Siamo abituati a pensare ai container come a moduli di trasporto oppure riconvertiti in alloggi temporanei nei momenti di emergenza, eppure negli ultimi anni sono sempre più le persone che scelgono queste soluzioni per creare uffici, studi ma anche...
Perché sostenibilità ambientale ed economica si rinforzano vicendevolmente...
Richard Rosan è Presidente dell' Urban Land Institute
It has been concretely demonstrated in some innovative cities that ecological sustainability and economic sustainability can significantly reinforce each other and benefit a range of stakeholders. Watch: Richard Rosan, President of Urban Land Institute discusses ‘sustainable cities’
BUTARO HOSPITAL Burera District, Rwanda Client: Partners In Health
The Burera District was one of the last two districts in Rwanda without a district hospital, and the Butaro hospital is now the first in this region, serving over 400,000 people. Situated on the site of a former military base, Butaro Hospital serves as both a reminder of and a symbol of Rwanda’s incredible transformation since the devastating war of 1994. Using the expertise of infectious disease doctors from Partners in Health and the Harvard Medical School, the Butaro hospital uses innovative design solutions through patient flow and natural ventilation to help mitigate and ultimately reduce the transmission of airborne infections like Tuberculosis.
The intermittent use of this structure near the Seine estuary, built as a holiday home, strongly influenced the environmental choices of the project. The challenge was to give priority to passive devices and architecture, offering a gain in terms of energy performance, but also for the comfort of the occupants.
The exposure has been a main priority : East-West orientation, oversized opening to the South, natural shades and solar control strategy, North side blind.
Great attention has been given to thermal insulation. Choosing wood slab, and a wood panelling structure insulated from the outside, has allowed us to obtain good levels of insulation and air tightness. Furthermore, the low-thermal-mass building, offered by the wooden structure is interesting in the context of a weekend home, that needs to heat up quickly, for short periods. A wood stove thus is sufficient to heat the home.Finally, the building is based on the dry process framework, with the benefits of prefabrication : quality building, swift assembly, and site protection...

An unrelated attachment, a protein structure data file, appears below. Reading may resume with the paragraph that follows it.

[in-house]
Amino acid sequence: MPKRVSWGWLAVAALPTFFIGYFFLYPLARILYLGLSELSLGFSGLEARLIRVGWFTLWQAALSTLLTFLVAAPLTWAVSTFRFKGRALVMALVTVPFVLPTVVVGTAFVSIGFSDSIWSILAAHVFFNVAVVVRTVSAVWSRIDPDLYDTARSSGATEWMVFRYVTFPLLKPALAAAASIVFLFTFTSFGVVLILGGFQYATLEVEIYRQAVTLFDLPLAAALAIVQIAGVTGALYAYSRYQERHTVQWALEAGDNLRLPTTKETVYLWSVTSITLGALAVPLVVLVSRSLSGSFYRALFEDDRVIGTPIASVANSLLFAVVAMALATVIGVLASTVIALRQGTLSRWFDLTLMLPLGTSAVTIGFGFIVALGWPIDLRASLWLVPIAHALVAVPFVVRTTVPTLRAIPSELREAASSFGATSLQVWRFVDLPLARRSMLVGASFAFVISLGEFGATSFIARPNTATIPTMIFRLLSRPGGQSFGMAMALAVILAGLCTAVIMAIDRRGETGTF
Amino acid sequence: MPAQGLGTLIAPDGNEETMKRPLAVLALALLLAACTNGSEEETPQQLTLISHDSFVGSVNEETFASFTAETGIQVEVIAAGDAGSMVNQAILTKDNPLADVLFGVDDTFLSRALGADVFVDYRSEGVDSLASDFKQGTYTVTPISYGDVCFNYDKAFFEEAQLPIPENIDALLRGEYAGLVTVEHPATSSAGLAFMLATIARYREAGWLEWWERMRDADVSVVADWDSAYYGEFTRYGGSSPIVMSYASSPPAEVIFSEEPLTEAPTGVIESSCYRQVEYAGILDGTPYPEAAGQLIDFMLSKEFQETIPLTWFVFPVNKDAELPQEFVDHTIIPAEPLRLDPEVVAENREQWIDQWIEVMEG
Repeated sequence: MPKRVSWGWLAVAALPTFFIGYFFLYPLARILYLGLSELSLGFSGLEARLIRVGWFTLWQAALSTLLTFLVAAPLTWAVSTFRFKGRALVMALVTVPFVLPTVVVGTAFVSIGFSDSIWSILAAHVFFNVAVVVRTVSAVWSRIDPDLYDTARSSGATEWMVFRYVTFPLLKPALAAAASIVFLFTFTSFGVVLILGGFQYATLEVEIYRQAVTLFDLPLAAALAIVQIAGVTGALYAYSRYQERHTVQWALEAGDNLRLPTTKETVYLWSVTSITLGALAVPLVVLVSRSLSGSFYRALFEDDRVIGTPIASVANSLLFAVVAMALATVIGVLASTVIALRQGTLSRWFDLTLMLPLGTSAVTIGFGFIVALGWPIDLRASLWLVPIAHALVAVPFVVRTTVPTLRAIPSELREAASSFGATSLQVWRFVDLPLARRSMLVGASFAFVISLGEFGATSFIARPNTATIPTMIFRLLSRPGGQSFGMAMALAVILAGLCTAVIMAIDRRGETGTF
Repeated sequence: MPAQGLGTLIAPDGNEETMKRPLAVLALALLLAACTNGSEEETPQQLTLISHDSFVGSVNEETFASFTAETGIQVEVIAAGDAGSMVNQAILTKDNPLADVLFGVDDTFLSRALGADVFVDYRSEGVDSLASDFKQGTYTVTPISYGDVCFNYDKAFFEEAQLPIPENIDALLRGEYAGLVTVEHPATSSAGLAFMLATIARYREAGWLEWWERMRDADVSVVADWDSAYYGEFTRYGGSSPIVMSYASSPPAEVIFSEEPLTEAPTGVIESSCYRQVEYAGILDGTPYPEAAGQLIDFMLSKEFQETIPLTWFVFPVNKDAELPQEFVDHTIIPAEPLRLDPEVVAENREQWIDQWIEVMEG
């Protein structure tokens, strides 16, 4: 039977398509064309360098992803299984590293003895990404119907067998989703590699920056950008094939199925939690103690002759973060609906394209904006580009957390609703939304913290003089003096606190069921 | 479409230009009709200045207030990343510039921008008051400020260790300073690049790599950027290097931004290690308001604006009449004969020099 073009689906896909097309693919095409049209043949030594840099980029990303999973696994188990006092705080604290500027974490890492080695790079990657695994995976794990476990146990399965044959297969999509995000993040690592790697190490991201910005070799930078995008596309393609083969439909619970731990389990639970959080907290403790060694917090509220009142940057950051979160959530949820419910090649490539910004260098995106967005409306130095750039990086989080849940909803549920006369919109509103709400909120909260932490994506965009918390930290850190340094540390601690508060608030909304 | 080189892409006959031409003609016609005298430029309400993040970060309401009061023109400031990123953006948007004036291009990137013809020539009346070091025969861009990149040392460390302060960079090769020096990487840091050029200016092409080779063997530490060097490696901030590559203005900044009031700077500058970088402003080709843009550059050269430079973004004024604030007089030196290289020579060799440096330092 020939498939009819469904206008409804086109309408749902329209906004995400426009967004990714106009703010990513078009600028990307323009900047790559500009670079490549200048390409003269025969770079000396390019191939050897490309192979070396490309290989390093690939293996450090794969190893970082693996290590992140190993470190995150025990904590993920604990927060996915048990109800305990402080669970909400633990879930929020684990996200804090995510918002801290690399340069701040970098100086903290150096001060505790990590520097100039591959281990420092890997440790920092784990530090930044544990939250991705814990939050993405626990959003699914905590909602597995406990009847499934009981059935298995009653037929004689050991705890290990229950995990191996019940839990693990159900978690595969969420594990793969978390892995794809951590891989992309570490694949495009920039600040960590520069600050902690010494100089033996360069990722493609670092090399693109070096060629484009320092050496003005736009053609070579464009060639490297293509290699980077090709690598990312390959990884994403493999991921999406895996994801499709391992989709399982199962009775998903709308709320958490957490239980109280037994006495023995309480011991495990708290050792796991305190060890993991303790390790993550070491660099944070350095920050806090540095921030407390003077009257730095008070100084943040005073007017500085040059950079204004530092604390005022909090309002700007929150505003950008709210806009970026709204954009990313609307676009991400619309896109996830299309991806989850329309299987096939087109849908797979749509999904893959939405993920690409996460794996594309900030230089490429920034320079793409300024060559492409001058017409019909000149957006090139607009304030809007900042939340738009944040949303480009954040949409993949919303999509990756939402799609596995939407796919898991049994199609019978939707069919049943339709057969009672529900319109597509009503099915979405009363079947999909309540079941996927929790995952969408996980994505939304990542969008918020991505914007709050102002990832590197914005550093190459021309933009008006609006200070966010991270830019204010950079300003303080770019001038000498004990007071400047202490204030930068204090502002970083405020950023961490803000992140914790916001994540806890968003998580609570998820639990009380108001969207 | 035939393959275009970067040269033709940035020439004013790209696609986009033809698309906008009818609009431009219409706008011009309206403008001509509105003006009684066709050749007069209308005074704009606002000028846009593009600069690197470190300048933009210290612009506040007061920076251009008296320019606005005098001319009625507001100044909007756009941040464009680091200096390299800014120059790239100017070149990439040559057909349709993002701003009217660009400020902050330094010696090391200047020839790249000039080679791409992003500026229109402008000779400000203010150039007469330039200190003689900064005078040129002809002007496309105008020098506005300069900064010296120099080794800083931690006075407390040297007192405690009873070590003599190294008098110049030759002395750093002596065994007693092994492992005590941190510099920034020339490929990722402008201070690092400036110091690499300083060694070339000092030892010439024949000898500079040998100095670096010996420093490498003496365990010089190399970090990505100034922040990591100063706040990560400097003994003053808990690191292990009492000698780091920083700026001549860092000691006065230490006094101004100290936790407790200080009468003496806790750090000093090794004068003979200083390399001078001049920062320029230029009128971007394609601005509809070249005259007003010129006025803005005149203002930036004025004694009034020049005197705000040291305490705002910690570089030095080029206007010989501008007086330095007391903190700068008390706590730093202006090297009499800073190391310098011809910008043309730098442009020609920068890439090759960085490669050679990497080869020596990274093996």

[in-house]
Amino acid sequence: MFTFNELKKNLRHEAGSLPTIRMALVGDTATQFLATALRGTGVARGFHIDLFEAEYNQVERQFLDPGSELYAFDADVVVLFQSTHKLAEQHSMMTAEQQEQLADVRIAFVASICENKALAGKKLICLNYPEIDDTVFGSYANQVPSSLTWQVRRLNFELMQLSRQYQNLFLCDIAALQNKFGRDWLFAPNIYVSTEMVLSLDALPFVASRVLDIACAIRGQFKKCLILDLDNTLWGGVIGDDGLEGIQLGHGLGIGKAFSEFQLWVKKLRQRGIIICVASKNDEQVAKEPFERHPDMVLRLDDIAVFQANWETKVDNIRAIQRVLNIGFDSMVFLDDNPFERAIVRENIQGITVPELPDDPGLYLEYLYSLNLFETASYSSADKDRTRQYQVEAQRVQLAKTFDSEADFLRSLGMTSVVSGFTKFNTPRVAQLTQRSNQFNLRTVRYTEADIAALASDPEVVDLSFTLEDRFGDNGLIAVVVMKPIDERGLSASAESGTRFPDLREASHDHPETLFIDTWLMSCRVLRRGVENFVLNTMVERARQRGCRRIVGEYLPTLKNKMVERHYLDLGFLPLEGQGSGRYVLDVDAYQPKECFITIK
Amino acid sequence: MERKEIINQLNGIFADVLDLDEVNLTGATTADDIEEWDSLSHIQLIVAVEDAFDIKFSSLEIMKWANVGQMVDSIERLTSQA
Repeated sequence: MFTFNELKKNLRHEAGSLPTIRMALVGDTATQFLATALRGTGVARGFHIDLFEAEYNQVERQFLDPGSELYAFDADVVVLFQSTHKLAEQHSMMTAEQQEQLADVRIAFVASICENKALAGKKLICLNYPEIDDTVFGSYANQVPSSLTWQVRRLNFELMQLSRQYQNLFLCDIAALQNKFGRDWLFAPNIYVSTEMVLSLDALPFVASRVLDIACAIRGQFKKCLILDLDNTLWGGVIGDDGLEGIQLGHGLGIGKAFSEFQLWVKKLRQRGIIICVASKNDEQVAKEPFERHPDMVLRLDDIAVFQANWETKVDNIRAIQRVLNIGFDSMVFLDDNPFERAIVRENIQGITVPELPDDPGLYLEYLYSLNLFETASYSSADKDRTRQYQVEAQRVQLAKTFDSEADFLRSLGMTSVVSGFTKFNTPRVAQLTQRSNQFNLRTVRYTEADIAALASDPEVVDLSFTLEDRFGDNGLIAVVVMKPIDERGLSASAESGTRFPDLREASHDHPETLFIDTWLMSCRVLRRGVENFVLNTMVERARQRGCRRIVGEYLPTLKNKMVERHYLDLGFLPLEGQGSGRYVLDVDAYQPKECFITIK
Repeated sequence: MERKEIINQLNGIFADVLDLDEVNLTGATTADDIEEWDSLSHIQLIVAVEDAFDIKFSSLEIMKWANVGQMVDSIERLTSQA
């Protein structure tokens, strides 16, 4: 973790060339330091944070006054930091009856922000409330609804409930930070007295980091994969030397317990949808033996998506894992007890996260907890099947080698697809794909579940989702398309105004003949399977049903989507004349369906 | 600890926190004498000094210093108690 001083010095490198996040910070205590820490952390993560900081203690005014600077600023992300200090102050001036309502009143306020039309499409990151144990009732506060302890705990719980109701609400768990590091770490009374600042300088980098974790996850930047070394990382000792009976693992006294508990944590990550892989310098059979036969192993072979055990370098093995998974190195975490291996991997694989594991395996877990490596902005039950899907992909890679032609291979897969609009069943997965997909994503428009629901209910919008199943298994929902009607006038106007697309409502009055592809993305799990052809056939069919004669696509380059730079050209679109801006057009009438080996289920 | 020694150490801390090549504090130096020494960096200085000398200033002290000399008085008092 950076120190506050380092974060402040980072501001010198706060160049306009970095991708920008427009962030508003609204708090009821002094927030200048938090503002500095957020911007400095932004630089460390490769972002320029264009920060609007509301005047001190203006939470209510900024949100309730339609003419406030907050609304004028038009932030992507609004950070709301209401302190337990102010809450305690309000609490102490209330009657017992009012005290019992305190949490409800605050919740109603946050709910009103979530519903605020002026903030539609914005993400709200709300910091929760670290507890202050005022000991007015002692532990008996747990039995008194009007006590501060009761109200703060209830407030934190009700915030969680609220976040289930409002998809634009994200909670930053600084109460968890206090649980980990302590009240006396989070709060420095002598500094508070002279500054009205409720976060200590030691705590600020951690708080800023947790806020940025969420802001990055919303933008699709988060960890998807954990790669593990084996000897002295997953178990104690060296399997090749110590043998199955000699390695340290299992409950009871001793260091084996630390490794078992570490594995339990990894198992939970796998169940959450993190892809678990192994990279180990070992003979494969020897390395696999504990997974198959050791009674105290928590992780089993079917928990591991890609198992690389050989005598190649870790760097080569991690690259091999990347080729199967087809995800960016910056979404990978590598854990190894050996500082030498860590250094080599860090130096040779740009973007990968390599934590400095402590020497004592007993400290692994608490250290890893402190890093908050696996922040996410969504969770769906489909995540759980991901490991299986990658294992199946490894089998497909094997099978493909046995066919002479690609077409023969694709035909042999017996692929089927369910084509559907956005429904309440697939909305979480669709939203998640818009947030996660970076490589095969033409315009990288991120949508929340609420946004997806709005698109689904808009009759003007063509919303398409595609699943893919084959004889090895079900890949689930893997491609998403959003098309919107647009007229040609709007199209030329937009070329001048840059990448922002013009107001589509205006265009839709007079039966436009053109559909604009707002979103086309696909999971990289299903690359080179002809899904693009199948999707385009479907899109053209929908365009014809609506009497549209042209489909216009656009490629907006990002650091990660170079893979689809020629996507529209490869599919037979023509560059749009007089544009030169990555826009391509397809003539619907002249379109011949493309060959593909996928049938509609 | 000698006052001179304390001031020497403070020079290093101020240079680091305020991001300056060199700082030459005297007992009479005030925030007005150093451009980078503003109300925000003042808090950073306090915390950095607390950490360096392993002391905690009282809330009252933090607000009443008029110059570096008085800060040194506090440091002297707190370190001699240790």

Located on the east coast of Great Barrier Island in New Zealand is a house designed like "a black rough sawn timber box" facing north to the sea.
Created by Fearon Hay Architects, the dark exterior palette is enhanced with a layer of perforated metal screens, allowing the moderation of light and air as well as providing security. Internally walls and floors are clad with oiled oak boards that provide a warm contrast to the robust exterior. A pair of symmetrical bedrooms and ensuites are set around a central living space.
Care has been made to limit the scale of the building and the home is off the grid and powered by solar panels with independent systems for water collection and treatment.
Japanese architect Shigeru Ban has completed a temporary pavilion made from cardboard tubes at the IE School of Architecture and Design in Madrid.